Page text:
Thursday, April 9, 2020

Sermon Sketches: Mark 16:1-8 - Exchanging Fear for Trust

I. Where are we going?
Christ is Risen! Hallelujah!

That is the message of Easter. This is what we proclaim and sing and read and pray today.

But, what does this really mean for us? As we look at the Scripture this morning, let us open our hearts and minds to what God has for us.
 II. Scripture – Mark 16:1-8
 III. Connections—Afraid?
We have many places we can go in this rather brief, abrupt passage. We can certainly talk about the fact that the women are the first to come to the tomb…and, in turn, become the very proclaimers of the Good News. We can talk about the empty tomb—Christ has risen! We can ask some questions about why this Gospel ends so abruptly or discuss who (or what) the ‘young man’ is in the tomb.
I’m not going there. I’m going with the final verse:
Trembling and bewildered, the women went out and fled from the tomb. They said nothing to anyone, because they were afraid. (NIV)
Because they were afraid. So, the question is, afraid of what? What left these women ‘trembling,’ ‘bewildered,’ and ‘afraid? To be clear, the Scripture does not say what has done this to the women, so we are left to speculate, imagine.
Perhaps they were unsettled by the sight of this young man, presumably not known to them. Luke tells this is an angel (two of them in Luke’s telling of the story.) Was there something about the young fellow that would have frightened them?
Perhaps the possibility that Jesus might actually be alive…but as what? A man or a ghost? Or…?
Perhaps they are afraid that no one will believe their story. I mean, who would? A man back to life and on his way to Galilee?
Perhaps something as simple and profound as not finding what they expected has unsettled them. They expected to do this deed of preparing the body and then going home. Now, something has shattered their plans, and they don’t know what to do with the unexpected.

IV. Not Too Far From Home…
Fear is not foreign to us. 
We live in a time of fear--fear of the virus, economic uncertainties, illnesses (self and others)...and that life-long fear too many carry--fear of rejection.

We have seen this lived out the soaring gun sales in our nation--over 2 million guns bought in the month of March a country where we already owned over 389 million guns.

And, we even have fear when we experience something of the risen Lord. Some who for the first time experience the love or grace or forgiveness or healing of Jesus feel fear at the same time.
Some are afraid to say anything about their Christian experience because, then, ‘what if I stumble?’ No one wants to look the fool.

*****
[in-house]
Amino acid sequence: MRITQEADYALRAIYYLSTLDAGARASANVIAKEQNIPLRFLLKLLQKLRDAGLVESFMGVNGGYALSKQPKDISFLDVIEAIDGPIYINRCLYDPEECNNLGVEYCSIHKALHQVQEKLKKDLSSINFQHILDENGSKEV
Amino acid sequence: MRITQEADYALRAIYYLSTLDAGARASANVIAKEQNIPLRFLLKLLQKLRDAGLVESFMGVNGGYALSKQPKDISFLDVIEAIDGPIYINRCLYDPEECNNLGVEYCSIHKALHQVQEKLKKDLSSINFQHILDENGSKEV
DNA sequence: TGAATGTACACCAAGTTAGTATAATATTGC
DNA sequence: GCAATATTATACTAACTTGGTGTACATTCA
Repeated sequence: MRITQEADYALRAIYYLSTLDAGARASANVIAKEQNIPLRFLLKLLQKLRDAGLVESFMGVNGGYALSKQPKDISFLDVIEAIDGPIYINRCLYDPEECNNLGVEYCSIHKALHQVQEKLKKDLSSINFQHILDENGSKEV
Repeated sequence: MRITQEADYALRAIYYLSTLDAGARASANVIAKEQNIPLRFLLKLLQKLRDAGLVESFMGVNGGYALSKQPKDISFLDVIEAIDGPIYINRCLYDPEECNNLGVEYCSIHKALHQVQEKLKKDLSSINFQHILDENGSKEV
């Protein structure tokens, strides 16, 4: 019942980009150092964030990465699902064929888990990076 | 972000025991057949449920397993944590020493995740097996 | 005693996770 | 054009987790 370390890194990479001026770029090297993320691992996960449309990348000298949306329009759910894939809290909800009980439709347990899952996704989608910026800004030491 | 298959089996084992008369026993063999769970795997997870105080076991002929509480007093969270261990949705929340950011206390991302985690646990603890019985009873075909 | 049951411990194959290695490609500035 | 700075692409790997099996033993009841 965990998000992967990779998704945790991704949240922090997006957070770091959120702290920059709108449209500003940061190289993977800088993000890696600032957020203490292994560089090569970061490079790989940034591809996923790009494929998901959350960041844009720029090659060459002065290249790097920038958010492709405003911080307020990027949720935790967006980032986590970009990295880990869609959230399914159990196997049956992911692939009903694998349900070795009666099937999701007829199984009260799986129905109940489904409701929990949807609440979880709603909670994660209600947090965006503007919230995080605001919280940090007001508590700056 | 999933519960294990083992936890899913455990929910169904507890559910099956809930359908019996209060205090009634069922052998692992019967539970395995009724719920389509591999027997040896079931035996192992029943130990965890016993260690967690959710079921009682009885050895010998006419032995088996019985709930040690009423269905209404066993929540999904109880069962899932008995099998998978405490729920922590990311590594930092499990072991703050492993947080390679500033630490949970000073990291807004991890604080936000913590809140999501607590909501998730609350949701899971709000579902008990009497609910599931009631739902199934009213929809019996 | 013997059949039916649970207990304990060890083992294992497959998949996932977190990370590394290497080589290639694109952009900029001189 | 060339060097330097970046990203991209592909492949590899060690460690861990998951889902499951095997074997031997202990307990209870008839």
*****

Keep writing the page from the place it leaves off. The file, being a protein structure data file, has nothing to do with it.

Some are afraid that their experience with God may not have been ‘real’—people second-guess themselves and their experiences.
Some are afraid of seeming ‘old-school’ or ‘un-cool’ in this hi-tech, scientific age. People fear looking ‘old fashioned’ or unscientific.
Some are afraid to admit that they can’t figure out life, afraid to admit they need ‘religion.’ People fear seeming weak.
Besides these, we face a thousand other things that leave us 'trembling,' 'bewildered,' and 'afraid.' We face job loss, pandemics, relationship problems, decisions, family decisions, and more. We understand that these women and we ourselves can be afraid.
Mark ends his Gospel with this line about the women begin afraid and saying nothing, but we know that the story doesn’t end there. We know it doesn’t end because Matthew, Luke, and John provide more details to the story. We know the story doesn’t end there because contemporary historians and writers talk about this newly born Christian movement also. That means the ‘fear’ did not have the final word in these women’s lives.

V. And What Is Fear, Anyway?
Psychologists and psychiatrists will tell us that we have primary and secondary emotions. While there is some disagreement as to what these emotions are or how they are named, in the end, we have two emotions that tend lie underneath all others. And one of those is ‘fear.’ Out of fear grow anger, hatred, worry, jealousy, and others. (And, if it makes you angry or worried that I’m saying this, you must be afraid of something! 😊 )
The opposite of fear is not bravery (that’s a secondary emotion). The opposite is ‘trust.’ Out of trust grow love, confidence, bravery, hope, and others.
So, somewhere between verse 8 of Mark 16 and later that day, these women were able to move from fear to trust. Somewhere, somehow, for some reason, they moved from the silence of fear to the proclamation of trust.
They determined to trust the young man. They decided to trust Jesus’ being alive. They trusted that someone would believe their story. They found the strength to trust that their upside-down world was going to be okay.
And, when they trusted and told their story, history forever changed. History literally and measurably changed.

This change--this move from fear to trust--happened not only as a part of the resurrection story; it happened because of the resurrection story. And this change can happen in our lives as well. This change from fear to trust can be our today...and every day.

VI. What Now?
How different would your story be if you moved from fear and all it entails--worry, jealousy, anger, hatred--to trust and all it brings--hope, love, confidence, bravery? How would your life be different?

While these are emotions, they are also habits--it may not be easy to change, but we can change. We can make the choice to be people of fear...or people of trust. We can make that choice because ... Christ is Risen!

Part of the meaning of Easter is the transforming power of trust--
     trust in a God who loves us
     trust in the Scriptures that tell us the Story
     trust in our risen Lord
Jesus is risen to bring us life. Will you exchange fear for trust? It will change your story...and it might even change history.


Christ is Risen!

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